In December, we introduced viewers to the Lathrop's in Haslett whose infant son has an extremely rare disease that kept him in a hospital in Ann Arbor for four months after being born.
Since our last visit, Baby Dominic--who suffers from an extremely rare form of Hirschsprung's Disease rendering nearly 90 percent of his bowel non-functional--has finally been able to come home.
The extreme case of the disease, which was the first of its kind for doctors at U of M Ann Arbor, means the six month old still requires extensive care.
"I was most worried about the medical side of things and us having to become almost nurses," said Andrew Lathrop, Baby Dominic's father.
"Just seeing what happened in the hospital for so many months and thinking 'how are we going to do that?'"
But they are doing that, from having to change and clean the lines running into his little body supplying him his nutrients, to getting weekly and monthly tests and check-ups to closely monitor his growth.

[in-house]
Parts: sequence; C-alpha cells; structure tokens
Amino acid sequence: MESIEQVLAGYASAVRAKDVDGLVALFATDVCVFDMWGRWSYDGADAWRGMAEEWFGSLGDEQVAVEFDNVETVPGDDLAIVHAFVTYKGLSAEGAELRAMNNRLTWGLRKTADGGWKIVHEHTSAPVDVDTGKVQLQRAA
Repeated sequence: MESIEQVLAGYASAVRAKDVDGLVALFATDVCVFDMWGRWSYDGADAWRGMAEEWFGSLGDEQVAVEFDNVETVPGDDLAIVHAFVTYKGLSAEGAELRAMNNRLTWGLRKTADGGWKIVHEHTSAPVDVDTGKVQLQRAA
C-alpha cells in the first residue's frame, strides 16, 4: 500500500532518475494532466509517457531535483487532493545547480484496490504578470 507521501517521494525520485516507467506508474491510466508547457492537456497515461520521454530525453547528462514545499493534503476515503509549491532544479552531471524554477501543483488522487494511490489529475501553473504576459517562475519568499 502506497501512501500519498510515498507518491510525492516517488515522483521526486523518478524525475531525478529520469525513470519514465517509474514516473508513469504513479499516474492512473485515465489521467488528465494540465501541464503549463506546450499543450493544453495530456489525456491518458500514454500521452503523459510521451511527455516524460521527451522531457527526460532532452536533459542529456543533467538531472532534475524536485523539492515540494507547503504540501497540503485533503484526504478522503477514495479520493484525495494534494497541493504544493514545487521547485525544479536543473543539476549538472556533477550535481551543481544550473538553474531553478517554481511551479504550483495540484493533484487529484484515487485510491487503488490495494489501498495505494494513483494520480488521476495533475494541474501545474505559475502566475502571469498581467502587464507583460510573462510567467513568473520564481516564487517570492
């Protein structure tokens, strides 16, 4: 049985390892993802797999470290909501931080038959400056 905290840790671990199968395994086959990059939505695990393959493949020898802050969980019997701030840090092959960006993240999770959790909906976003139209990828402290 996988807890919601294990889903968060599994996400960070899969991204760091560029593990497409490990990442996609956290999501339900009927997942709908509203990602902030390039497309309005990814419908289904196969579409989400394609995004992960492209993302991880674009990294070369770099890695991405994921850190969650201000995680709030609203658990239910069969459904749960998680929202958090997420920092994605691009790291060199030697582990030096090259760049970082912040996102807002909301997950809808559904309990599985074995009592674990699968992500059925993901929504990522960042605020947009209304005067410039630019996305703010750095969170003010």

"His situation is so specific, I've had to become an expert on Dominic and other people see him and he's just a marvel," said Alison Lathrop, Baby Dominic's mother.
Since his homecoming, Dominic has had no major incidents, which is rare for an infant in his kind of condition, according to Alison.
A possible transplant or even a medical trial procedure in Boston could still be options further down the road, but for now the Lathrops say they're counting their blessings and enjoying Dominic's stability.
"It's not a sprint, it's a marathon and we just have to pace ourselves and keep going," Alison said. "It's been as smooth sailing as it could've been with twins and a two year old and four year old."